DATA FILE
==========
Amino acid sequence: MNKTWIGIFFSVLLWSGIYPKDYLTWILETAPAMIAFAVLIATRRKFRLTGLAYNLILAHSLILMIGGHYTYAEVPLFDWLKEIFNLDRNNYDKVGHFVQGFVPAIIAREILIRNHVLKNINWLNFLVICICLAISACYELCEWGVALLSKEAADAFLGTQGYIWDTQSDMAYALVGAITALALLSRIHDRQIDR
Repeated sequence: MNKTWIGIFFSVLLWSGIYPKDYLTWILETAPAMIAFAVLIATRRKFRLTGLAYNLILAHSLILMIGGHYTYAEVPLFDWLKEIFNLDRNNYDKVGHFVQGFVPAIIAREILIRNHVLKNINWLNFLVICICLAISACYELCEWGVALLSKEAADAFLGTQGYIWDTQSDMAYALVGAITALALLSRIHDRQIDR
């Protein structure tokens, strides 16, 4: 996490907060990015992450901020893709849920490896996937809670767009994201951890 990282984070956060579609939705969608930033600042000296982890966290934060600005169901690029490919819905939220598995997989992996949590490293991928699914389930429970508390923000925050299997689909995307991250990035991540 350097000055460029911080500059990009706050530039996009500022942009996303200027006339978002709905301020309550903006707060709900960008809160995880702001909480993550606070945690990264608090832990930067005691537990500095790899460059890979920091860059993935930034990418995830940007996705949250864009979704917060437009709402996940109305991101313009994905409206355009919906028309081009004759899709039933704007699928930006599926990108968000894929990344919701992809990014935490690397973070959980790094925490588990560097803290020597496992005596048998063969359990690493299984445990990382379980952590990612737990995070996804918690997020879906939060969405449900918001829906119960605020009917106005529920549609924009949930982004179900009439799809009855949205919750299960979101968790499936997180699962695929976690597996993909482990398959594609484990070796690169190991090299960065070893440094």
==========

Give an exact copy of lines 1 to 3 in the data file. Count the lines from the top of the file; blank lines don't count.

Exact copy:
Amino acid sequence: MNKTWIGIFFSVLLWSGIYPKDYLTWILETAPAMIAFAVLIATRRKFRLTGLAYNLILAHSLILMIGGHYTYAEVPLFDWLKEIFNLDRNNYDKVGHFVQGFVPAIIAREILIRNHVLKNINWLNFLVICICLAISACYELCEWGVALLSKEAADAFLGTQGYIWDTQSDMAYALVGAITALALLSRIHDRQIDR
Repeated sequence: MNKTWIGIFFSVLLWSGIYPKDYLTWILETAPAMIAFAVLIATRRKFRLTGLAYNLILAHSLILMIGGHYTYAEVPLFDWLKEIFNLDRNNYDKVGHFVQGFVPAIIAREILIRNHVLKNINWLNFLVICICLAISACYELCEWGVALLSKEAADAFLGTQGYIWDTQSDMAYALVGAITALALLSRIHDRQIDR
């Protein structure tokens, strides 16, 4: 996490907060990015992450901020893709849920490896996937809670767009994201951890 990282984070956060579609939705969608930033600042000296982890966290934060600005169901690029490919819905939220598995997989992996949590490293991928699914389930429970508390923000925050299997689909995307991250990035991540 350097000055460029911080500059990009706050530039996009500022942009996303200027006339978002709905301020309550903006707060709900960008809160995880702001909480993550606070945690990264608090832990930067005691537990500095790899460059890979920091860059993935930034990418995830940007996705949250864009979704917060437009709402996940109305991101313009994905409206355009919906028309081009004759899709039933704007699928930006599926990108968000894929990344919701992809990014935490690397973070959980790094925490588990560097803290020597496992005596048998063969359990690493299984445990990382379980952590990612737990995070996804918690997020879906939060969405449900918001829906119960605020009917106005529920549609924009949930982004179900009439799809009855949205919750299960979101968790499936997180699962695929976690597996993909482990398959594609484990070796690169190991090299960065070893440094």